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The creators of Dolly the sheep cloned humans for stem cell research and muscular dystrophy

Ian Wilmot, who created the first cloned living creature, has been granted permission to clone human embryos to study muscular dystrophy. This raises objections among conservatives and religious people

Dr. Ian Wilmot of Dolly the sheep clone developers. Want another initial achievement

The British government last night (Monday, 8/2/05) granted the creators of the cloned sheep "Dolly" a license to clone humans for the purpose of medical research. This is the second license of its kind to be granted, since Britain became the first country to approve human cloning for research purposes.
Therapeutic cloning or cloning for medical purposes has been legal in the UK since 2001 but this is the second time in total that the authorities have given permission required by law.
Until now, scientists wanted to create cloned embryos to see if they could develop tissues from their stem cells to repair damaged parts of the body. However, Prof. Wilmot's idea is different because he does not plan to grow healthy replacement tissues. Instead, he plans to specifically clone embryos carrying the NBD disease from patients, and this in order to monitor the change caused by the disease even in the embryonic stage.

The Fertilization and Fetal Sciences Authority, which oversees this type of research, approved the granting of the license to Ian Wilmot, who headed the group that created Dolly at the Roslyn Research Institute in Scotland, in 1996. It was reported in the AP agency that Wilmot requested the license to study how nerve cells go wrong on the way to the formation of motor disorders.

The first license was granted in August to a group from the University of Newcastle that hopes to use the clone to create insulin-producing cells that could be transplanted into diabetics.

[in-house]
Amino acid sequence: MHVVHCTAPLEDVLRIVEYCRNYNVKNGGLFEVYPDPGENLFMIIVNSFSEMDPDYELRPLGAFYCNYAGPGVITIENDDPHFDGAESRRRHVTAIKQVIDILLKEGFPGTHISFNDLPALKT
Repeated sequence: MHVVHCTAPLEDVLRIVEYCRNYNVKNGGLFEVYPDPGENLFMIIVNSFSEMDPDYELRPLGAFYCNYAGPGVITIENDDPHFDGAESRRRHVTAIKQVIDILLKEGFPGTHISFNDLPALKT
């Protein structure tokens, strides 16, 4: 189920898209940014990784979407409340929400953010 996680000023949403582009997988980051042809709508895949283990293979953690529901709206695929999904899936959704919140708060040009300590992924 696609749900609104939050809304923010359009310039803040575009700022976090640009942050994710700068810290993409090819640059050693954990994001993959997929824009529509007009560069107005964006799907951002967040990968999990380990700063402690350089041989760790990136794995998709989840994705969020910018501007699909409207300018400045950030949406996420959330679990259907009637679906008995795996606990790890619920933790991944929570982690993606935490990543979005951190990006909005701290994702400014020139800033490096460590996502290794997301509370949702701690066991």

Even such research, known as therapeutic cloning, because it does not lead to the creation of a baby, is met with opposition from bodies opposed to abortion and others who take a conservative line in relation to biology, because the researchers must destroy human embryos (or use aborted embryos) in order to "harvest" the cells used for their research.

Wilmot and Christopher Shaw, an expert in motor neurons from the London Psychiatric Institute, plan to clone cells from patients with incurable muscular dystrophy, and at the same time extract "empty" stem cells from the cloned embryo, make them develop into nerve cells and compare their development to nerve cells from healthy embryos.
(MND). According to Wilmot, "for the first time it will be possible to study - starting from the earliest stages of their formation - cells, which were in a patient's body, would develop into muscular dystrophy." This will "create completely new possibilities to understand the disease, and to start developing new drugs". The researchers intend to take stem cells from excess embryos (found by diluting embryos in artificial insemination), or from embryos that will be produced specifically for the purpose of the study. The mechanism behind motor neurone disease is not fully understood, because there is no access to the nerves in the brain and central nervous system, and they cannot be removed from the patients.

The organizations opposed to cloning expressed sorrow and surprise at the change in Wilson's position, noting that in the years after Dolly's cloning, Wilson was at the head of the scientists warning against cloning mammals, saying that he would "never come close to cloning humans." Dolly died in 2003 from lung disease, which usually affects sheep at an older age.

For news at the BBC

3 תגובות

  1. Already today, poor and weak people are used to renovate rich people. The new research puts us on the road to classifying people into type A intended for renovation and type B intended for the supply of organs.

  2. OK, Dolly is just a sheep and if the matter allows for research that will move humanity forward, the advancement of science should not be ruled out. It is very important to save people.

  3. Hello, my name is Aviv Weinstein, and I am from the north.
    I really like science and biology and the whole cloning thing is very interesting.

    From me, Aviv

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